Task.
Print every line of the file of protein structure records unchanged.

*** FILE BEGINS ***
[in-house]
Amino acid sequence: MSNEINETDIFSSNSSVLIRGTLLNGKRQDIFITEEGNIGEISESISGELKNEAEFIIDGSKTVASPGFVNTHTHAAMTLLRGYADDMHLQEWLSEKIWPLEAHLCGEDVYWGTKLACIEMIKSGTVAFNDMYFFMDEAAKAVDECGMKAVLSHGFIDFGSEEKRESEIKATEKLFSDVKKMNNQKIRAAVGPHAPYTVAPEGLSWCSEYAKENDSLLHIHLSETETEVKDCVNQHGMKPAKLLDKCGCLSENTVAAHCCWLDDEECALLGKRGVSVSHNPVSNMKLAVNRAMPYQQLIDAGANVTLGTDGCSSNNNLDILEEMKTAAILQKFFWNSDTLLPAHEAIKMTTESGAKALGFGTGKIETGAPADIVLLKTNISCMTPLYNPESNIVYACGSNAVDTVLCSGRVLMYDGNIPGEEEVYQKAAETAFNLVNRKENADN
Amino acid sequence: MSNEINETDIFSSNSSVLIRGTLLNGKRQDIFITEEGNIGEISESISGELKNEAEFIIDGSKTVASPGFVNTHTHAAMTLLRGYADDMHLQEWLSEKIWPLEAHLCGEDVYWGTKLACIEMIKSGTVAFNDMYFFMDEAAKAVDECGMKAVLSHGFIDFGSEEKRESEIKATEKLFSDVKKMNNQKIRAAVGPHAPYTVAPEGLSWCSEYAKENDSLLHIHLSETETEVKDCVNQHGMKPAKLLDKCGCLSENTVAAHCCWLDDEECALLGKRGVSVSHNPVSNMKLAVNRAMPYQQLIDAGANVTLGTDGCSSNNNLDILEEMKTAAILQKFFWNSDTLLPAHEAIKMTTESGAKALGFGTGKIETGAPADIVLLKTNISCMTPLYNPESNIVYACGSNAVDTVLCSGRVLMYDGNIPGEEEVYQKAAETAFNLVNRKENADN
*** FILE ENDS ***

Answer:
[in-house]
Amino acid sequence: MSNEINETDIFSSNSSVLIRGTLLNGKRQDIFITEEGNIGEISESISGELKNEAEFIIDGSKTVASPGFVNTHTHAAMTLLRGYADDMHLQEWLSEKIWPLEAHLCGEDVYWGTKLACIEMIKSGTVAFNDMYFFMDEAAKAVDECGMKAVLSHGFIDFGSEEKRESEIKATEKLFSDVKKMNNQKIRAAVGPHAPYTVAPEGLSWCSEYAKENDSLLHIHLSETETEVKDCVNQHGMKPAKLLDKCGCLSENTVAAHCCWLDDEECALLGKRGVSVSHNPVSNMKLAVNRAMPYQQLIDAGANVTLGTDGCSSNNNLDILEEMKTAAILQKFFWNSDTLLPAHEAIKMTTESGAKALGFGTGKIETGAPADIVLLKTNISCMTPLYNPESNIVYACGSNAVDTVLCSGRVLMYDGNIPGEEEVYQKAAETAFNLVNRKENADN
Amino acid sequence: MSNEINETDIFSSNSSVLIRGTLLNGKRQDIFITEEGNIGEISESISGELKNEAEFIIDGSKTVASPGFVNTHTHAAMTLLRGYADDMHLQEWLSEKIWPLEAHLCGEDVYWGTKLACIEMIKSGTVAFNDMYFFMDEAAKAVDECGMKAVLSHGFIDFGSEEKRESEIKATEKLFSDVKKMNNQKIRAAVGPHAPYTVAPEGLSWCSEYAKENDSLLHIHLSETETEVKDCVNQHGMKPAKLLDKCGCLSENTVAAHCCWLDDEECALLGKRGVSVSHNPVSNMKLAVNRAMPYQQLIDAGANVTLGTDGCSSNNNLDILEEMKTAAILQKFFWNSDTLLPAHEAIKMTTESGAKALGFGTGKIETGAPADIVLLKTNISCMTPLYNPESNIVYACGSNAVDTVLCSGRVLMYDGNIPGEEEVYQKAAETAFNLVNRKENADN